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progressive decay of a bone or a tooth
Collins Discovery Encyclopedia, 1st edition © HarperCollins Publishers 2005
The following article is from The Great Soviet Encyclopedia (1979). It might be outdated or ideologically biased.



a pathological process involving the gradual destruction of bony tissue or teeth.

Caries of bony tissue is caused by degeneration or infection of bone or periosteum that results in necrosis of portions of bone followed by absorption or disengagement of the dead tissues and formation of a bone ulcer. Caries may also be accompanied by specific inflammatory processes (for example, tuberculosis or syphilis). The mechanism of development and clinical symptoms of caries vary with the cause, location of the focus, and so forth. In acute inflammations (for example, osteomyelitis), when a focus of suppuration arises in bone and sometimes spreads to the surrounding tissues, caries is manifested by systemic intoxication, and bone destruction progresses rapidly. In chronic and especially specific processes, caries develops slowly without severely pronounced symptoms. Treatment consists in medication (antibiotics, sulfanilamides) and specific treatment (anti-syphilitic, antituberculotic). Surgery is frequently effective.

The Great Soviet Encyclopedia, 3rd Edition (1970-1979). © 2010 The Gale Group, Inc. All rights reserved.


Bone decay.
Tooth decay. Also known as dental caries.
McGraw-Hill Dictionary of Scientific & Technical Terms, 6E, Copyright © 2003 by The McGraw-Hill Companies, Inc.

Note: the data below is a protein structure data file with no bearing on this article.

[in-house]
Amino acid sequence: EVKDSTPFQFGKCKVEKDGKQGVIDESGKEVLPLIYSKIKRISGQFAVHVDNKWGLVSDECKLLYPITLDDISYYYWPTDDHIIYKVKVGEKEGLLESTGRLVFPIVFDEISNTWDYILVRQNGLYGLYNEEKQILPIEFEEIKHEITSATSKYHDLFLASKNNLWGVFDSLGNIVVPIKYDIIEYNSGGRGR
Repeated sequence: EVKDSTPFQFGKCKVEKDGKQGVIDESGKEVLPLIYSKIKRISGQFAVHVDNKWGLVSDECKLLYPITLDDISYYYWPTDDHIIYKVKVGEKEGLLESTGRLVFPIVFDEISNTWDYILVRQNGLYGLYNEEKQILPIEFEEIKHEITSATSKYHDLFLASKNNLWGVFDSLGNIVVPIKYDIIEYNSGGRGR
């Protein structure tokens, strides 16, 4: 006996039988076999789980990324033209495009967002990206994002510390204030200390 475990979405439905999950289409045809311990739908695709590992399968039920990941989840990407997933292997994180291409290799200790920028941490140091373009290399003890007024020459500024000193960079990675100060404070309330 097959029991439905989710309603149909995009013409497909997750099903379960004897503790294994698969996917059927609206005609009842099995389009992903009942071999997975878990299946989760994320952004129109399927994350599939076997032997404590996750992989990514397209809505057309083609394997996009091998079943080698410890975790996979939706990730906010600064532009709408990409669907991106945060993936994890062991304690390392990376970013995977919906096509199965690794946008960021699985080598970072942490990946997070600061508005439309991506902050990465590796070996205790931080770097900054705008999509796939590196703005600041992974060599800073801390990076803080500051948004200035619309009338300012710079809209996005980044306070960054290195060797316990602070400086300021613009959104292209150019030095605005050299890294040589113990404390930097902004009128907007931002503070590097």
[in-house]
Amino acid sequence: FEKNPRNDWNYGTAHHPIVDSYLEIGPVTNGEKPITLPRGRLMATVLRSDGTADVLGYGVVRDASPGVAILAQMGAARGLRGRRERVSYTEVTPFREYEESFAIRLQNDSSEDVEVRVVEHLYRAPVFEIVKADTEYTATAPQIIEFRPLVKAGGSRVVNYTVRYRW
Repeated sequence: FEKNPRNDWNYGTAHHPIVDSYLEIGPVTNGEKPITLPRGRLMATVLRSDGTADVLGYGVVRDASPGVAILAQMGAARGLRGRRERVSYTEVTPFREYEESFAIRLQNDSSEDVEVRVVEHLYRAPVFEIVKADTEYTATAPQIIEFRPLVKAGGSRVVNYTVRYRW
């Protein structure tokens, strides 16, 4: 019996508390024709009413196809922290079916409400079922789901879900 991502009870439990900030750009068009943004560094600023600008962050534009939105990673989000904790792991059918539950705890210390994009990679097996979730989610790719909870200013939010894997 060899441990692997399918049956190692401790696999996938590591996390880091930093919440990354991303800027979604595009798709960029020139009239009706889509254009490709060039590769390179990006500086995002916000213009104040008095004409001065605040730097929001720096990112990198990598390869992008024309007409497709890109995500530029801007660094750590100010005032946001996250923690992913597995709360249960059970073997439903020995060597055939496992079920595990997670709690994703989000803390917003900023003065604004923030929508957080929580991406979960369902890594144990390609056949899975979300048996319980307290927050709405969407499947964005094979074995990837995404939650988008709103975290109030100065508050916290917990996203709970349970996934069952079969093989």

References in periodicals archive ?
Mini-D uses LED and fiber optic technologies to detect occlusal and proximal caries lesions.
Therefore, we aimed to investigate the influence of biological interdental spacing on the performance of different methods in detecting proximal caries lesions in the primary teeth.
Sealing distal proximal caries lesions in first primary molars: efficacy after 2.5 years.
The individuals had to be healthy and the bitewing radiographs that were taken had to show at least one proximal caries lesion, as well as a neighboring tooth and visible dental biofilm next to the lesion.
The relationship between alveolar bone loss and proximal caries in children: prevalence and microbiology.
Thus, the objective of the present study was to evaluate the therapeutic decision making of final-year dental students from universities in Rio Grande do Sul, when approaching radiographic images of proximal caries lesions in the deciduous and permanent dentitions.
When this occurs in the proximal area, carious lesions are often located just below the contact point.4 Proximal caries can progress silently and may take years to reach pulp.